5 Crazy U.S. Prisons You Can Visit (Without An Orange Jumpsuit)
by Alanna Smith
Content Quality Editor
That's right, mateys: Orange Is The New Black is back! Season 5 of Netflix's hit show has been highly anticipated since last year's devastating season finale, so we can understand if you're busy bingeing. But if you feel like taking a five-minute break between episodes, check out this list of some of the coolest & craziest prisons you can actually visit in the United States—no jail sentence needed.
San Francisco, California
Easily the most famous prison in the world, Alcatraz closed its doors to prisoners in 1963 after hosting such infamous names as Al Capone and Whitey Bulger. Visitors can now hop on a ferry near Fisherman’s Wharf in San Francisco in order to set foot on “the Rock.”
2. Eastern State Penitentiary
Operations may have ceased in 1971, but Eastern State Penitentiary in Philadelphia is as popular as ever. Visitors flock to the prison’s eerie decaying halls to take part in tours that operate all year round. The Penitentiary is a regular “guest” on ghost-hunting TV shows, and it even appeared in, of all things, one of the Transformers films.
The building is also home to several contemporary art exhibits and an annual Halloween haunted house, which may be one of the most terrifying and brilliant ideas around.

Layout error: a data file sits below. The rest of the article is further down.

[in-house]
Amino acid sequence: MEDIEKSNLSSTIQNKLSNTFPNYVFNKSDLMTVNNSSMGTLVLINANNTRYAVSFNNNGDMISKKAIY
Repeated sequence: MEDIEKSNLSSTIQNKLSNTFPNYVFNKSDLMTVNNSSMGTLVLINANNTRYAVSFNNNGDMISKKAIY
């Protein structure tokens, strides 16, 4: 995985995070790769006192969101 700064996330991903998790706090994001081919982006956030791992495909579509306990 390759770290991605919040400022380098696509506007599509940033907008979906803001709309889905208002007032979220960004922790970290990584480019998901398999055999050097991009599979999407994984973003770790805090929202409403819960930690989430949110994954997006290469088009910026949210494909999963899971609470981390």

3. Ohio State Reformatory
If you’ve seen The Shawshank Redemption, you’ve seen Ohio State Reformatory. The film was released just 4 years after the prison officially closed its doors. Film buffs can experience “the Shawshank Trail,” a self-guided tour* organized by the society responsible for restoring the prison.
4. Yuma Territorial Prison
With rough stone walls, outdoor cells, and cast-iron gates, Yuma looks like it would be right at home in a Pirates of the Caribbean movie (in other words, we approve). The prison closed all the way back in 1909, but it has remained a strong presence in westerns since then, like in the 1957 film 3:10 to Yuma (and its 2007 remake starring Russell Crowe).
5. Liberty Hotel
It may be a 5-star hotel now, but these luxurious rooms were decidedly non-luxe jail cells once upon a time. Opened in 1851, the Charles Street Jail hosted many famous prisoners, like James Michael Curley and Malcom X, before closing in 1973.
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